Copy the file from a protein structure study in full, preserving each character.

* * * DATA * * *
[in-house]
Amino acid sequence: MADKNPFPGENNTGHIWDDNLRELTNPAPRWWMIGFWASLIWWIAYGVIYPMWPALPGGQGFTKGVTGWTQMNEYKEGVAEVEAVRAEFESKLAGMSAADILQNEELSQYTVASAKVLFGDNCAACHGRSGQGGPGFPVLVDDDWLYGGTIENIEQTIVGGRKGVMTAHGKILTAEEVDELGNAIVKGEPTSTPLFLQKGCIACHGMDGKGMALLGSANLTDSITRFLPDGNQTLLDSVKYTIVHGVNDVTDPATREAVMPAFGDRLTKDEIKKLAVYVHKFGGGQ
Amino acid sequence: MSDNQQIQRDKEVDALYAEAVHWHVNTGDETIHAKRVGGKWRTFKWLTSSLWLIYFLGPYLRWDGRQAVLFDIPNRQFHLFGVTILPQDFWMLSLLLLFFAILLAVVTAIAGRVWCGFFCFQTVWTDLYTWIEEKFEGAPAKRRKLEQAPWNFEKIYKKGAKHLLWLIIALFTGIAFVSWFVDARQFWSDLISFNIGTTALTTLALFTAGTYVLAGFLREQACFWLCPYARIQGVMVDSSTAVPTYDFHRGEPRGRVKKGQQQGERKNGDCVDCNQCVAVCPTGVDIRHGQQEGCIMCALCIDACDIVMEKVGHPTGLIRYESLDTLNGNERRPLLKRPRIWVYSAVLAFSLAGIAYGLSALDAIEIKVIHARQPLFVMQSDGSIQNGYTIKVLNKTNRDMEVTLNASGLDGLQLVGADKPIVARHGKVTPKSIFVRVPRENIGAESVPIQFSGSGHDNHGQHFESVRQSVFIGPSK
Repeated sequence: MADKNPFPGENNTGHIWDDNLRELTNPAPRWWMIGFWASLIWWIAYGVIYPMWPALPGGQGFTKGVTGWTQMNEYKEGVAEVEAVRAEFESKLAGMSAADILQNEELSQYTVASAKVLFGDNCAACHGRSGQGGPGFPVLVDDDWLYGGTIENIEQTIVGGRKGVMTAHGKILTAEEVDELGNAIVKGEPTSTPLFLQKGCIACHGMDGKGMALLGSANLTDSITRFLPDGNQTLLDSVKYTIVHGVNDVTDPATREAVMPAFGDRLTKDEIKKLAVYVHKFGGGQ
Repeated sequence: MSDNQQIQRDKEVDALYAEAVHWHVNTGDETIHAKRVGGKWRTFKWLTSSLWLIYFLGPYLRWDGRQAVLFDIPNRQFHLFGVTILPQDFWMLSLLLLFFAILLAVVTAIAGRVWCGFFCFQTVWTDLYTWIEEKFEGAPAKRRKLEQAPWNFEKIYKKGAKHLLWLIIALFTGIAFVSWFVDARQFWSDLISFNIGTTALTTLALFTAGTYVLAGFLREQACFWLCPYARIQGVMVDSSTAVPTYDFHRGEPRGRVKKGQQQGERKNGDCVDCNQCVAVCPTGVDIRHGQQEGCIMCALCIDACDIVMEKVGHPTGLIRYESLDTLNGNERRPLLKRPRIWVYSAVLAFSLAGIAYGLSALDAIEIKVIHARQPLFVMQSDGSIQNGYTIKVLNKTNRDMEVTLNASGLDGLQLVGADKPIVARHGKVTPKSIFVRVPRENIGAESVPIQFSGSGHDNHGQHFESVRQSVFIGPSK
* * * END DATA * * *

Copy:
[in-house]
Amino acid sequence: MADKNPFPGENNTGHIWDDNLRELTNPAPRWWMIGFWASLIWWIAYGVIYPMWPALPGGQGFTKGVTGWTQMNEYKEGVAEVEAVRAEFESKLAGMSAADILQNEELSQYTVASAKVLFGDNCAACHGRSGQGGPGFPVLVDDDWLYGGTIENIEQTIVGGRKGVMTAHGKILTAEEVDELGNAIVKGEPTSTPLFLQKGCIACHGMDGKGMALLGSANLTDSITRFLPDGNQTLLDSVKYTIVHGVNDVTDPATREAVMPAFGDRLTKDEIKKLAVYVHKFGGGQ
Amino acid sequence: MSDNQQIQRDKEVDALYAEAVHWHVNTGDETIHAKRVGGKWRTFKWLTSSLWLIYFLGPYLRWDGRQAVLFDIPNRQFHLFGVTILPQDFWMLSLLLLFFAILLAVVTAIAGRVWCGFFCFQTVWTDLYTWIEEKFEGAPAKRRKLEQAPWNFEKIYKKGAKHLLWLIIALFTGIAFVSWFVDARQFWSDLISFNIGTTALTTLALFTAGTYVLAGFLREQACFWLCPYARIQGVMVDSSTAVPTYDFHRGEPRGRVKKGQQQGERKNGDCVDCNQCVAVCPTGVDIRHGQQEGCIMCALCIDACDIVMEKVGHPTGLIRYESLDTLNGNERRPLLKRPRIWVYSAVLAFSLAGIAYGLSALDAIEIKVIHARQPLFVMQSDGSIQNGYTIKVLNKTNRDMEVTLNASGLDGLQLVGADKPIVARHGKVTPKSIFVRVPRENIGAESVPIQFSGSGHDNHGQHFESVRQSVFIGPSK
Repeated sequence: MADKNPFPGENNTGHIWDDNLRELTNPAPRWWMIGFWASLIWWIAYGVIYPMWPALPGGQGFTKGVTGWTQMNEYKEGVAEVEAVRAEFESKLAGMSAADILQNEELSQYTVASAKVLFGDNCAACHGRSGQGGPGFPVLVDDDWLYGGTIENIEQTIVGGRKGVMTAHGKILTAEEVDELGNAIVKGEPTSTPLFLQKGCIACHGMDGKGMALLGSANLTDSITRFLPDGNQTLLDSVKYTIVHGVNDVTDPATREAVMPAFGDRLTKDEIKKLAVYVHKFGGGQ
Repeated sequence: MSDNQQIQRDKEVDALYAEAVHWHVNTGDETIHAKRVGGKWRTFKWLTSSLWLIYFLGPYLRWDGRQAVLFDIPNRQFHLFGVTILPQDFWMLSLLLLFFAILLAVVTAIAGRVWCGFFCFQTVWTDLYTWIEEKFEGAPAKRRKLEQAPWNFEKIYKKGAKHLLWLIIALFTGIAFVSWFVDARQFWSDLISFNIGTTALTTLALFTAGTYVLAGFLREQACFWLCPYARIQGVMVDSSTAVPTYDFHRGEPRGRVKKGQQQGERKNGDCVDCNQCVAVCPTGVDIRHGQQEGCIMCALCIDACDIVMEKVGHPTGLIRYESLDTLNGNERRPLLKRPRIWVYSAVLAFSLAGIAYGLSALDAIEIKVIHARQPLFVMQSDGSIQNGYTIKVLNKTNRDMEVTLNASGLDGLQLVGADKPIVARHGKVTPKSIFVRVPRENIGAESVPIQFSGSGHDNHGQHFESVRQSVFIGPSK